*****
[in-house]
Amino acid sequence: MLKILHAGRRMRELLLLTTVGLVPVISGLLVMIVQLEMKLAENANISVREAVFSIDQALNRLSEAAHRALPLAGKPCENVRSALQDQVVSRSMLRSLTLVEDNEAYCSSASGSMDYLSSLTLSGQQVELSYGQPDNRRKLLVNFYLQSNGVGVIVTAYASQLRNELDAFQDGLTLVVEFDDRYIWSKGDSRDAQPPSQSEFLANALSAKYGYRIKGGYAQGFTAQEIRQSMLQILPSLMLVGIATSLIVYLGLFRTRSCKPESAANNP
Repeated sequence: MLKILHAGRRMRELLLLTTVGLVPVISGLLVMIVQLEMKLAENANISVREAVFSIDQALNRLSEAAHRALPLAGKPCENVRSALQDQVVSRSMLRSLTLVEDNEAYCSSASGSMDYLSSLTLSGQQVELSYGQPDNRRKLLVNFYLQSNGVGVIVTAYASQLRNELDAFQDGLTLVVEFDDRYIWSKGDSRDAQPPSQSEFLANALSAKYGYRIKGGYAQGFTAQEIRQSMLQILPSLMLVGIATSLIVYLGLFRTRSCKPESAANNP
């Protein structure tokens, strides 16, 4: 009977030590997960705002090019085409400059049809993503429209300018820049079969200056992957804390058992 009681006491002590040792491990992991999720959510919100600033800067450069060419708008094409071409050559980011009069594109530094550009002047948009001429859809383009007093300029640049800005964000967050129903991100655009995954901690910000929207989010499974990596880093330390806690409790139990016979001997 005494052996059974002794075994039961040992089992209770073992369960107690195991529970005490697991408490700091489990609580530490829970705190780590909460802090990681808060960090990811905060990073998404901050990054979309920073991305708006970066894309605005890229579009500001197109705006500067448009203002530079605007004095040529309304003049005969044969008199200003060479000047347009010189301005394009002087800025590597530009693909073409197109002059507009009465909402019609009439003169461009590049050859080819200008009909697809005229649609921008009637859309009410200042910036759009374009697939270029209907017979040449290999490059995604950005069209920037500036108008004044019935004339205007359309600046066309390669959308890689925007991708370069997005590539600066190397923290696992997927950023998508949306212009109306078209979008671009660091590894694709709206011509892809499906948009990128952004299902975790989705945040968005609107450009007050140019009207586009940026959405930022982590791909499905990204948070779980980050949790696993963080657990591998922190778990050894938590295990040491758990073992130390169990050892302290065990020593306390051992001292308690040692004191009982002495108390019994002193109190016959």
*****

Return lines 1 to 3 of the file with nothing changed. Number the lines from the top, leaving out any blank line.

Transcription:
[in-house]
Amino acid sequence: MLKILHAGRRMRELLLLTTVGLVPVISGLLVMIVQLEMKLAENANISVREAVFSIDQALNRLSEAAHRALPLAGKPCENVRSALQDQVVSRSMLRSLTLVEDNEAYCSSASGSMDYLSSLTLSGQQVELSYGQPDNRRKLLVNFYLQSNGVGVIVTAYASQLRNELDAFQDGLTLVVEFDDRYIWSKGDSRDAQPPSQSEFLANALSAKYGYRIKGGYAQGFTAQEIRQSMLQILPSLMLVGIATSLIVYLGLFRTRSCKPESAANNP
Repeated sequence: MLKILHAGRRMRELLLLTTVGLVPVISGLLVMIVQLEMKLAENANISVREAVFSIDQALNRLSEAAHRALPLAGKPCENVRSALQDQVVSRSMLRSLTLVEDNEAYCSSASGSMDYLSSLTLSGQQVELSYGQPDNRRKLLVNFYLQSNGVGVIVTAYASQLRNELDAFQDGLTLVVEFDDRYIWSKGDSRDAQPPSQSEFLANALSAKYGYRIKGGYAQGFTAQEIRQSMLQILPSLMLVGIATSLIVYLGLFRTRSCKPESAANNP